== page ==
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If planning vacations are stressful for you, maybe it’d be better if you bought a vacation home, a little place to get away from it all. Some considerations.

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It’s the season for vacations. From cross-country road-trips to backpacking with the family, there’ll be vacations of every kind popping up in your Facebook feed for months now.

Just recently, I’ve enjoyed watching friends of mine buy a cottage on a little island, followed by a boat. With two young boys, I’m sure they see years of fun ahead of them as they take family weekends and summer holidays over on their little island. A tire swing has already been hung, so I’d say they’re well on their way.

If you’re looking for an investment that can add real value to your family as well as your portfolio, you might want to consider a vacation house. We’re not talking extravagance here. This is about getting a nice, small place off the beaten path a couple hours from home.

Here are some things to think about if you’ve had a vacation home in mind:

Know the area

Vacation homes can take longer to sell for the very fact that they’re often not in live/work areas, so it’s important to know you’ll enjoy committing a considerable chunk of your future leisure time there. Do you like the surroundings? Is getting there easy enough? Because I guarantee you, if it takes more than two hours to get there, you’ll have excuses to avoid it.

Beyond that, have you looked into development plans nearby in the coming years? Does it jive with what you’re in search of?

A vacation spot should fill you up and prime you for a return to work and life. It needs to be restful, beautiful, and practical for reaching. Make sure the region fits those bills.

Be hip to the bucks

Purchasing a vacay home is almost the same as a normal home purchase — you’ve got closing fees, immediate maintenance, and all that. If it’s in a remote area, your moving costs will be higher than you expect, likely. If it’s on an island like my friends, can you afford boat trips or better yet, buying a boat? When you’re not around, there’s the risk of crime — since where better to rob than vacant vacation homes?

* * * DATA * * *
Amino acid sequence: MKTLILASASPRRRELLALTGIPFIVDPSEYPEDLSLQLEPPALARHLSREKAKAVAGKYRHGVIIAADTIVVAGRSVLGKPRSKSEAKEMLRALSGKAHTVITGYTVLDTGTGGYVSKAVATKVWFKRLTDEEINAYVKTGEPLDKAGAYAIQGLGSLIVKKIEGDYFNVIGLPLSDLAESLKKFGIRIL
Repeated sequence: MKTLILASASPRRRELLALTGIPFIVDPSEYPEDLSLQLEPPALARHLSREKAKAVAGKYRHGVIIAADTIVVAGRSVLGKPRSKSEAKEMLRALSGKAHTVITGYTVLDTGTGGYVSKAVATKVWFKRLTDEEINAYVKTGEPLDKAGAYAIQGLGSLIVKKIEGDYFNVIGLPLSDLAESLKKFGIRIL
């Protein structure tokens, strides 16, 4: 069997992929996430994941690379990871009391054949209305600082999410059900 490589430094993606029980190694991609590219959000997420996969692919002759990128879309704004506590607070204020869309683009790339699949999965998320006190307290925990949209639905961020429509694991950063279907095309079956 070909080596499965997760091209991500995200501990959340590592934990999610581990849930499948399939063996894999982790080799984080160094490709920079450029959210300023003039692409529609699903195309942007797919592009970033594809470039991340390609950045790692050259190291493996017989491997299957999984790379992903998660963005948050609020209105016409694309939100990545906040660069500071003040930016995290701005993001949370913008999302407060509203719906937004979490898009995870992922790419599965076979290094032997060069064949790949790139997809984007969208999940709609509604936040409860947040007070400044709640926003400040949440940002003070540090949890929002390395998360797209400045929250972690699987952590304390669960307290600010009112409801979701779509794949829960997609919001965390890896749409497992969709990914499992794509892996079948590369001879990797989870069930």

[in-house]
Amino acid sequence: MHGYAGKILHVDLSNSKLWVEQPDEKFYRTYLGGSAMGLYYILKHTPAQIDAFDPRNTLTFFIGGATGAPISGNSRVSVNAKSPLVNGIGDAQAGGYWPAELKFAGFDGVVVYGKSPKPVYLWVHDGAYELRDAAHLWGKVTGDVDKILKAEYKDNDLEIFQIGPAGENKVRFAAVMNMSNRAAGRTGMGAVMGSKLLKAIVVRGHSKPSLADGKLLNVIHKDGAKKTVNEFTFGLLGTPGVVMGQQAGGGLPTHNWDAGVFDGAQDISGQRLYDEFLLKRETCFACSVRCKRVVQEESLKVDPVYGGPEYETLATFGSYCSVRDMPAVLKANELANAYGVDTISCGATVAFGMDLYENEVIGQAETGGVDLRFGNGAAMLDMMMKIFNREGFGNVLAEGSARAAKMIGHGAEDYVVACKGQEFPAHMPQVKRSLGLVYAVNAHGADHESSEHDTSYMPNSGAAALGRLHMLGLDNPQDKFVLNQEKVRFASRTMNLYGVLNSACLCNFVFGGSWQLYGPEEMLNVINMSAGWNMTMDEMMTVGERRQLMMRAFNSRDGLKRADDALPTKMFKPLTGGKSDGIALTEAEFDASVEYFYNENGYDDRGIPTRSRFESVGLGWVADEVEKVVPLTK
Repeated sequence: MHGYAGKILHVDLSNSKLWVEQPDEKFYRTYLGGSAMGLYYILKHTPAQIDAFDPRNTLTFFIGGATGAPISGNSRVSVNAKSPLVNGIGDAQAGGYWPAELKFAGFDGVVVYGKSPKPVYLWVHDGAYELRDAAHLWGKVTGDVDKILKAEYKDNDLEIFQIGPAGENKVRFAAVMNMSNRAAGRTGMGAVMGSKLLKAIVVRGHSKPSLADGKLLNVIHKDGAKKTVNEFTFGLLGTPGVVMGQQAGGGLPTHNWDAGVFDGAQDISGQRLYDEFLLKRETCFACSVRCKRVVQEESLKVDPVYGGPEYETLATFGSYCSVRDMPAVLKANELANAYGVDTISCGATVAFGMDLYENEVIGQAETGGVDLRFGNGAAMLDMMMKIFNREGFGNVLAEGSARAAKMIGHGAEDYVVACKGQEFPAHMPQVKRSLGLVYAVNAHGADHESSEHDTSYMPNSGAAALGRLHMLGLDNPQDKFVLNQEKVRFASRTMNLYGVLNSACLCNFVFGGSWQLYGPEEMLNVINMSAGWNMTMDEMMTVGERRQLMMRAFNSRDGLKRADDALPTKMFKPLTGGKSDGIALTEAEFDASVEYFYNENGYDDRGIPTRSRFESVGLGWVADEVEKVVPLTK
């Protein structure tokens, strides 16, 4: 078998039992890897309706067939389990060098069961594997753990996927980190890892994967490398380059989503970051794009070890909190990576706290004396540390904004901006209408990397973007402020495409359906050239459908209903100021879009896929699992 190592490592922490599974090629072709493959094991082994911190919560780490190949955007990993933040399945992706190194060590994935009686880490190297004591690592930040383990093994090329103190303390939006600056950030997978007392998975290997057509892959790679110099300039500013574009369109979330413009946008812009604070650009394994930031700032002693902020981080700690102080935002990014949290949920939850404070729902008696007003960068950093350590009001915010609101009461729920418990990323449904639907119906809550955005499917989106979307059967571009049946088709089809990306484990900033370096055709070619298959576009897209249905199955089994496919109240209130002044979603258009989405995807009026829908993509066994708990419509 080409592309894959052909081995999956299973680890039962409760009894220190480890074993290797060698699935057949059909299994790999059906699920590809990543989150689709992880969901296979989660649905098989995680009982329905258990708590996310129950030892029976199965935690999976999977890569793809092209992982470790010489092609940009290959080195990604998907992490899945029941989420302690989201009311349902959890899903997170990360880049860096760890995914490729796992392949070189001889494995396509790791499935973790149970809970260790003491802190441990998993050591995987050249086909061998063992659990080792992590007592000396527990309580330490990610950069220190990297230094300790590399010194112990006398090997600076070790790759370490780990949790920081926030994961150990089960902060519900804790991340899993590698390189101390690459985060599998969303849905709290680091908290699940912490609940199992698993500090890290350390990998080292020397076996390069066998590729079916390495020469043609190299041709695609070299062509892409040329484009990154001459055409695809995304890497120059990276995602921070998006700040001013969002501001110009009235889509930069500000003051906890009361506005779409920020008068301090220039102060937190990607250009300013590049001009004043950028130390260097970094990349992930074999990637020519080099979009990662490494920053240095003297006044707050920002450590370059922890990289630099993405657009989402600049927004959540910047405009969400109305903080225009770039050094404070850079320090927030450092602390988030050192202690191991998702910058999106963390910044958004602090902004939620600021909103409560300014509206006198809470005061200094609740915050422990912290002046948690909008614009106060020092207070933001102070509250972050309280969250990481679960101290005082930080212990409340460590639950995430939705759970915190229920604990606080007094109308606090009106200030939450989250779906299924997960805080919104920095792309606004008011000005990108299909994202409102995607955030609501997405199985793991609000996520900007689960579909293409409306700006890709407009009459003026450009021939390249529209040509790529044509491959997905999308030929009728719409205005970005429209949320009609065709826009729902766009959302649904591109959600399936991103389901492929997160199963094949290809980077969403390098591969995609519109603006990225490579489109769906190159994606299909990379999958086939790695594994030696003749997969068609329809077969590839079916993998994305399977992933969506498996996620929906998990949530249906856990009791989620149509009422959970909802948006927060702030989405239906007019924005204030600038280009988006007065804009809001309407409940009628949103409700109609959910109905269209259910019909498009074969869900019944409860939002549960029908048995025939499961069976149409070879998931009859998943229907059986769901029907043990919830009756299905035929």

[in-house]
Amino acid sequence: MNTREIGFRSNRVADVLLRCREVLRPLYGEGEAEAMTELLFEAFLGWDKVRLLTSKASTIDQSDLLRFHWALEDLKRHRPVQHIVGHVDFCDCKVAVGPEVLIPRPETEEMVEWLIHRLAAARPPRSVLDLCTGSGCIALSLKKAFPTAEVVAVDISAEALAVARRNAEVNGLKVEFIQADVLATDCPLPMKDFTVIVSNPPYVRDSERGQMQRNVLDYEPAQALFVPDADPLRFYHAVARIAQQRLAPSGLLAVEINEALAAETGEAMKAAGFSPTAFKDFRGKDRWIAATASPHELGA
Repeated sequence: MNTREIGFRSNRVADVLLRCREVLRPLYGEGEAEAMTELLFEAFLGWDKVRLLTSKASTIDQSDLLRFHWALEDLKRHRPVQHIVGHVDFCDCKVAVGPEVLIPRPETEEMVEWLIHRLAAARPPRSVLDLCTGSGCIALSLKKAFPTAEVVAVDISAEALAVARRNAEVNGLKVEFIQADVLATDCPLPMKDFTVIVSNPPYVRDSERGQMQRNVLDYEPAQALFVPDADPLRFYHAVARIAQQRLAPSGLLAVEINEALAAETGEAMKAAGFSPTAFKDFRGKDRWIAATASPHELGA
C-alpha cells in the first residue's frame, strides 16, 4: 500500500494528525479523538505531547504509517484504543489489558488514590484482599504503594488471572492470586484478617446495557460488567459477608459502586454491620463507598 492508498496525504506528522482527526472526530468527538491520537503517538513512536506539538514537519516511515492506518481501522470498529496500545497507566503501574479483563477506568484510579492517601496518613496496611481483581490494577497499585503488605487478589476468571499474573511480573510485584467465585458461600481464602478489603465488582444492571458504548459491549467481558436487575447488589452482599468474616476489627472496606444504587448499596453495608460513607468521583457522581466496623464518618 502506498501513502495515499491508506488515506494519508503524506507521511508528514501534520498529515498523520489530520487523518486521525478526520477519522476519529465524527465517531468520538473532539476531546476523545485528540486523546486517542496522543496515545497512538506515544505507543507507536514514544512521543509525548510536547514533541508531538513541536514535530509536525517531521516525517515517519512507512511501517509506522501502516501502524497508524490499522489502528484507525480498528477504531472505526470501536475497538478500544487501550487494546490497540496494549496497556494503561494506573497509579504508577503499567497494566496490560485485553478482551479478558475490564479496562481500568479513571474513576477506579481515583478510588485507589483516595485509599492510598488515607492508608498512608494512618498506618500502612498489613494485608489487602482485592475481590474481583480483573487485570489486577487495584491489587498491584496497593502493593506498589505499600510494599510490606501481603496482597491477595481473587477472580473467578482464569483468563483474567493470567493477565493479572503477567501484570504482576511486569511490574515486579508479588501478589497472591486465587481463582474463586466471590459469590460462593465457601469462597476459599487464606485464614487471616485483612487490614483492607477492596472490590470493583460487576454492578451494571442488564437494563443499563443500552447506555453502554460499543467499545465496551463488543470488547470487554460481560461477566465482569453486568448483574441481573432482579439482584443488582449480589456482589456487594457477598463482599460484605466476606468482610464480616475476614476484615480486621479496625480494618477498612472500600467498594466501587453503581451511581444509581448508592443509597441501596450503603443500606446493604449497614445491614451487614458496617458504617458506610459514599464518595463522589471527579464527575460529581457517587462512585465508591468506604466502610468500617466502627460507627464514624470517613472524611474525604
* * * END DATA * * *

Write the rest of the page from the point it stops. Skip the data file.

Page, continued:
You’ll likely need security monitoring, good insurance, maybe a property manager to take care of things when you’re not coming by for weeks or months on end. Maybe you want to make some money in the off-season and list it on AirBNB for short-term stays, in which case you’ve got to spend money to make money with the help of a trusty caretaker.

It ain’t a hotel

Unless you’ve got a local cleaning lady you can pay to drop by before you arrive for your vacation stays, you can expect housecleaning when you show up. And then it’ll be wise also to keep a list of the little things you’re noticing when you’re there. Loose roof shingles? A low-hanging branch making you wary? Leaky pipes? These are all things you need to deal with when you see them, because being absent when things go awry means it can spiral into a much bigger problem before your return.

Those loose shingles blow off in a big storm, the rain comes pounding down, maybe you go from just having an afternoon of shingle-fixing right into a full-blown roof-patching and water-damage repair inside — after a month or two months of not coming back for visits, which means mold sets in.

It’s an investment, it takes work, and it’s important to know that before you commit. But if that’s the kind of work you enjoy when you have the time to do it, then it’s part of the vacation home charm. Ownership is fun, for some of us.

A great life, if you want it

A vacation home is a big investment that can save you a lot over the coming years, all while building your family fun factor up. Trips abroad might give you amazing experiences, but it’s money spent you’ll never get back. The time and investment in a family vacation home will always come back to you — and it can be something wonderful you leave your children long in the future.

The greatest vacations of my childhood were always when we stayed in a cottage someplace for a couple weeks. There’s something about a home-away-from-home with nature and the good life just outside the door. It’s a magical place for children and a wonderful family time, and for kids, it’s often gold.

It comes down to the kind of person you are, what you consider relaxing, and how much you really want to just “be” with your family and nothing else. Maybe this is the summer you find the vacation home of your family’s dream.

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Steffani Cameron

Steffani Cameron is a Victoria BC-based writer on a variety of topics. Here on the BuildDirect blog, she specializes in writing about smaller, urban spaces. How do you make the most of your smaller space? How do you decorate it to suit you? And how do you wage the war against clutter and win? This is Steff’s specialty.